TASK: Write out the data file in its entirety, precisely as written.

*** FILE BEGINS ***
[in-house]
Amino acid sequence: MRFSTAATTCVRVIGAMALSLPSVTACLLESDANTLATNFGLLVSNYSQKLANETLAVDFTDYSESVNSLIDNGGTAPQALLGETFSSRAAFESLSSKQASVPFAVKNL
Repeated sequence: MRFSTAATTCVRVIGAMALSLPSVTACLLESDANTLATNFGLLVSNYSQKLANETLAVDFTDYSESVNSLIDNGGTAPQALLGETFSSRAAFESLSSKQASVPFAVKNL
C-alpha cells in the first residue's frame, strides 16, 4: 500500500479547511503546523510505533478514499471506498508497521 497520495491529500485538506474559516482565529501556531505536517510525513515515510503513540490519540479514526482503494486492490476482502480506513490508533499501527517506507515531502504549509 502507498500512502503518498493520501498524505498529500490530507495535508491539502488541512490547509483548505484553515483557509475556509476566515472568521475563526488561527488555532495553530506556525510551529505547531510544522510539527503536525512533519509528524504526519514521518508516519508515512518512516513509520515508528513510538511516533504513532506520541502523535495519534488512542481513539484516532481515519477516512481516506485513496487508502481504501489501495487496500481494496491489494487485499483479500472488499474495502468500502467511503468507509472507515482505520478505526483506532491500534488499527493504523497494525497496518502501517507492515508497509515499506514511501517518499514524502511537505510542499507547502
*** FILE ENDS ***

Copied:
[in-house]
Amino acid sequence: MRFSTAATTCVRVIGAMALSLPSVTACLLESDANTLATNFGLLVSNYSQKLANETLAVDFTDYSESVNSLIDNGGTAPQALLGETFSSRAAFESLSSKQASVPFAVKNL
Repeated sequence: MRFSTAATTCVRVIGAMALSLPSVTACLLESDANTLATNFGLLVSNYSQKLANETLAVDFTDYSESVNSLIDNGGTAPQALLGETFSSRAAFESLSSKQASVPFAVKNL
C-alpha cells in the first residue's frame, strides 16, 4: 500500500479547511503546523510505533478514499471506498508497521 497520495491529500485538506474559516482565529501556531505536517510525513515515510503513540490519540479514526482503494486492490476482502480506513490508533499501527517506507515531502504549509 502507498500512502503518498493520501498524505498529500490530507495535508491539502488541512490547509483548505484553515483557509475556509476566515472568521475563526488561527488555532495553530506556525510551529505547531510544522510539527503536525512533519509528524504526519514521518508516519508515512518512516513509520515508528513510538511516533504513532506520541502523535495519534488512542481513539484516532481515519477516512481516506485513496487508502481504501489501495487496500481494496491489494487485499483479500472488499474495502468500502467511503468507509472507515482505520478505526483506532491500534488499527493504523497494525497496518502501517507492515508497509515499506514511501517518499514524502511537505510542499507547502